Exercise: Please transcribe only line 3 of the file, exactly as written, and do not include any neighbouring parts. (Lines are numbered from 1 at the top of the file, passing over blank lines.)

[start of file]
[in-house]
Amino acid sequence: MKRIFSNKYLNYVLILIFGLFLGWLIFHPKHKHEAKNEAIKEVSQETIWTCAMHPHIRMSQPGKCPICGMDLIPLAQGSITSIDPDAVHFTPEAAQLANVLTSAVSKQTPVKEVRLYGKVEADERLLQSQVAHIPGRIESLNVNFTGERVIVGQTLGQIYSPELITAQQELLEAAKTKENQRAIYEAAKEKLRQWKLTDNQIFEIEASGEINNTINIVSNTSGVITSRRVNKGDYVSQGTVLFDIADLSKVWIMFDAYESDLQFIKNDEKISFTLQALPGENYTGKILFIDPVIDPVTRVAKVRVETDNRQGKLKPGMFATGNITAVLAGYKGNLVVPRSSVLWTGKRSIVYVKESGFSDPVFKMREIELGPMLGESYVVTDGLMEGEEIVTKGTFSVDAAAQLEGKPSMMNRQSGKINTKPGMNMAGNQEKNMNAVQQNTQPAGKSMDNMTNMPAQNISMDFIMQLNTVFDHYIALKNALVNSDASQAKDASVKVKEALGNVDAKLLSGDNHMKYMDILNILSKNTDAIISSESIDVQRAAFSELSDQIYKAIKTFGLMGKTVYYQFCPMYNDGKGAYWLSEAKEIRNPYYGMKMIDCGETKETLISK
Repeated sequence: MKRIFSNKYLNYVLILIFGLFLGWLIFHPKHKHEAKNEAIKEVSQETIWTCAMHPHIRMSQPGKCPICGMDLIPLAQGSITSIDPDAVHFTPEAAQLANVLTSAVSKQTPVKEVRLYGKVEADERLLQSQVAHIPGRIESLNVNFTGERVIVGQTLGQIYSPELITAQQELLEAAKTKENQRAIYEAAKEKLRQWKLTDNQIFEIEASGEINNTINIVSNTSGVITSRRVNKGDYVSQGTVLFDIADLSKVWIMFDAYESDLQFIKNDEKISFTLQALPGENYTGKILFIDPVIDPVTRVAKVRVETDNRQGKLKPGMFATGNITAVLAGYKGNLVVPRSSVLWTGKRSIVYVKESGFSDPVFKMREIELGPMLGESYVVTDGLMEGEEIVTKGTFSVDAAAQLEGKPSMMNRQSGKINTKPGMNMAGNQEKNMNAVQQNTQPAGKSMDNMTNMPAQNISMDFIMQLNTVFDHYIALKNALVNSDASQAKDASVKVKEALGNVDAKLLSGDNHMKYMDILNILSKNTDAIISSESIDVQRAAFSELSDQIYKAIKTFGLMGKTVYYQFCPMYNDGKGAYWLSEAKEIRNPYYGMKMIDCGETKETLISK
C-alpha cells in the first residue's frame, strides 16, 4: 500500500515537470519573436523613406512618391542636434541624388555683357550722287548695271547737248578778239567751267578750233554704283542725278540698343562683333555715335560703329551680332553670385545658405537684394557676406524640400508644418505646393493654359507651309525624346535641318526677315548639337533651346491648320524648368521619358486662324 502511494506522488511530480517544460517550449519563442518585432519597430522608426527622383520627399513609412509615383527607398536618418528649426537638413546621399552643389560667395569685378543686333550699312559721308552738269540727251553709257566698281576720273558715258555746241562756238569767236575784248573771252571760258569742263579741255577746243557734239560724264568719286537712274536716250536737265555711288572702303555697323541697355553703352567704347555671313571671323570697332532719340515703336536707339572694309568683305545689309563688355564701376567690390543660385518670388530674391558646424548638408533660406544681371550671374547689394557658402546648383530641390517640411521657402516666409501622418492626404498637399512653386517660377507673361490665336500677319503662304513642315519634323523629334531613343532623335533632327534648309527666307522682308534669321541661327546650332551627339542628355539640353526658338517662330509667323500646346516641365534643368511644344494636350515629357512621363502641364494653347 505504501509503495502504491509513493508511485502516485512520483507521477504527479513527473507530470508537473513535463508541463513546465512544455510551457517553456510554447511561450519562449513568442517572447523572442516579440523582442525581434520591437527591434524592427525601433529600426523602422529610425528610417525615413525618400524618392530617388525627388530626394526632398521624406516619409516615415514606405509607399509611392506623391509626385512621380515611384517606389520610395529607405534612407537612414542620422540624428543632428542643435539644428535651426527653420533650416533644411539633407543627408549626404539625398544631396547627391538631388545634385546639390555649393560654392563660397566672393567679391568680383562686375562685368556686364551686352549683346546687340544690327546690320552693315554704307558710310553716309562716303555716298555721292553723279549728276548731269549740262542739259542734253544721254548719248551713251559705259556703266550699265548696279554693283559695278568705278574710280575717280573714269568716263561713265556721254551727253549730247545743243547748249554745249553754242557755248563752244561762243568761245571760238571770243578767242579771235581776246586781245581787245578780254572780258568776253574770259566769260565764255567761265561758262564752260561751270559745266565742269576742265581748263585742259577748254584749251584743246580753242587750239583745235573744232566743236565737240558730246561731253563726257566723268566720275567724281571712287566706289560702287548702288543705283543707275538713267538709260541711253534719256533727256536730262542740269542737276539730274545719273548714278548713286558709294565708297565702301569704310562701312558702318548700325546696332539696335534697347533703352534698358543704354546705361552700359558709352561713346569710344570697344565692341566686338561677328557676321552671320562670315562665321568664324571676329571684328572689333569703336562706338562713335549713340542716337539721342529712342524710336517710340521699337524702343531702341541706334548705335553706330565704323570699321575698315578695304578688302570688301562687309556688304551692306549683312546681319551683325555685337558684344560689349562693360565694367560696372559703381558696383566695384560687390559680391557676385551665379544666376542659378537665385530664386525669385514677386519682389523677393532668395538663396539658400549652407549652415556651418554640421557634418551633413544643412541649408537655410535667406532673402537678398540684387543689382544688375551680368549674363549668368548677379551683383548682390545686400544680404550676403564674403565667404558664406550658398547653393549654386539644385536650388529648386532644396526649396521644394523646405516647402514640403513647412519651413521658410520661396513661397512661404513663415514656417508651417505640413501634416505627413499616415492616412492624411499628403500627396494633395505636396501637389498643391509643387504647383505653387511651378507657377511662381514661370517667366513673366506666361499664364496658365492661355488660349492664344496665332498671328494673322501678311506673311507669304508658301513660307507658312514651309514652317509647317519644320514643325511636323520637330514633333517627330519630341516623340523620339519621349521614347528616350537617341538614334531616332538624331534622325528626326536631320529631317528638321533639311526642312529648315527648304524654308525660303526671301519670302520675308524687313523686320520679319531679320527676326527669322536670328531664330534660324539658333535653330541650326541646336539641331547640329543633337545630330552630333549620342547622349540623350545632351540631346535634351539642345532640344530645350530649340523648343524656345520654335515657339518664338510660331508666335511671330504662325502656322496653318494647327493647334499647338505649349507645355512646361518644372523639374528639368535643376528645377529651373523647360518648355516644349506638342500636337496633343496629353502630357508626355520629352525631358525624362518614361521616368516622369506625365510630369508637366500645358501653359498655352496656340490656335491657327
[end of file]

Repeated sequence: MKRIFSNKYLNYVLILIFGLFLGWLIFHPKHKHEAKNEAIKEVSQETIWTCAMHPHIRMSQPGKCPICGMDLIPLAQGSITSIDPDAVHFTPEAAQLANVLTSAVSKQTPVKEVRLYGKVEADERLLQSQVAHIPGRIESLNVNFTGERVIVGQTLGQIYSPELITAQQELLEAAKTKENQRAIYEAAKEKLRQWKLTDNQIFEIEASGEINNTINIVSNTSGVITSRRVNKGDYVSQGTVLFDIADLSKVWIMFDAYESDLQFIKNDEKISFTLQALPGENYTGKILFIDPVIDPVTRVAKVRVETDNRQGKLKPGMFATGNITAVLAGYKGNLVVPRSSVLWTGKRSIVYVKESGFSDPVFKMREIELGPMLGESYVVTDGLMEGEEIVTKGTFSVDAAAQLEGKPSMMNRQSGKINTKPGMNMAGNQEKNMNAVQQNTQPAGKSMDNMTNMPAQNISMDFIMQLNTVFDHYIALKNALVNSDASQAKDASVKVKEALGNVDAKLLSGDNHMKYMDILNILSKNTDAIISSESIDVQRAAFSELSDQIYKAIKTFGLMGKTVYYQFCPMYNDGKGAYWLSEAKEIRNPYYGMKMIDCGETKETLISK